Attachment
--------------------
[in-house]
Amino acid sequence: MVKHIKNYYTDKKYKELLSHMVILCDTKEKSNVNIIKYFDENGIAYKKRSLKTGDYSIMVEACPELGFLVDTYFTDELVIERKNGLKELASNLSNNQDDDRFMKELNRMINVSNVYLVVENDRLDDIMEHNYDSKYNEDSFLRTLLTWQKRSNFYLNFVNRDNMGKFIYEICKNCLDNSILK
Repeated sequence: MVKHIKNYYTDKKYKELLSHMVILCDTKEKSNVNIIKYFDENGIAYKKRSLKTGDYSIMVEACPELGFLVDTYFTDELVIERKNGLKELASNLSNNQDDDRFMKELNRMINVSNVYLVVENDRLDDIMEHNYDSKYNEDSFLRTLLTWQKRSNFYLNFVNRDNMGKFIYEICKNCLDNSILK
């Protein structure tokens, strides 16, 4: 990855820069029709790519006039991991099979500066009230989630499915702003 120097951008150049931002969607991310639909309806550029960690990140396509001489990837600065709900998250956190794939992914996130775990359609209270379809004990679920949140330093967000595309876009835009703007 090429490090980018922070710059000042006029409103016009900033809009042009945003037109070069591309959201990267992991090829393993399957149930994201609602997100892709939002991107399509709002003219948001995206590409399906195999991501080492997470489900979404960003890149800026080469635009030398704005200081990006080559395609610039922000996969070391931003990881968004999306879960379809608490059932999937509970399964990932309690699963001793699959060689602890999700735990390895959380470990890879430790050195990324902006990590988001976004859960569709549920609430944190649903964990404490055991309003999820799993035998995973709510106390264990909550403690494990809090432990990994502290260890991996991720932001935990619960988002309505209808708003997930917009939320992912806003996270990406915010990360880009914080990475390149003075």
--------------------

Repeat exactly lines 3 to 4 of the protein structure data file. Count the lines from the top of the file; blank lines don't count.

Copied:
Repeated sequence: MVKHIKNYYTDKKYKELLSHMVILCDTKEKSNVNIIKYFDENGIAYKKRSLKTGDYSIMVEACPELGFLVDTYFTDELVIERKNGLKELASNLSNNQDDDRFMKELNRMINVSNVYLVVENDRLDDIMEHNYDSKYNEDSFLRTLLTWQKRSNFYLNFVNRDNMGKFIYEICKNCLDNSILK
């Protein structure tokens, strides 16, 4: 990855820069029709790519006039991991099979500066009230989630499915702003 120097951008150049931002969607991310639909309806550029960690990140396509001489990837600065709900998250956190794939992914996130775990359609209270379809004990679920949140330093967000595309876009835009703007 090429490090980018922070710059000042006029409103016009900033809009042009945003037109070069591309959201990267992991090829393993399957149930994201609602997100892709939002991107399509709002003219948001995206590409399906195999991501080492997470489900979404960003890149800026080469635009030398704005200081990006080559395609610039922000996969070391931003990881968004999306879960379809608490059932999937509970399964990932309690699963001793699959060689602890999700735990390895959380470990890879430790050195990324902006990590988001976004859960569709549920609430944190649903964990404490055991309003999820799993035998995973709510106390264990909550403690494990809090432990990994502290260890991996991720932001935990619960988002309505209808708003997930917009939320992912806003996270990406915010990360880009914080990475390149003075």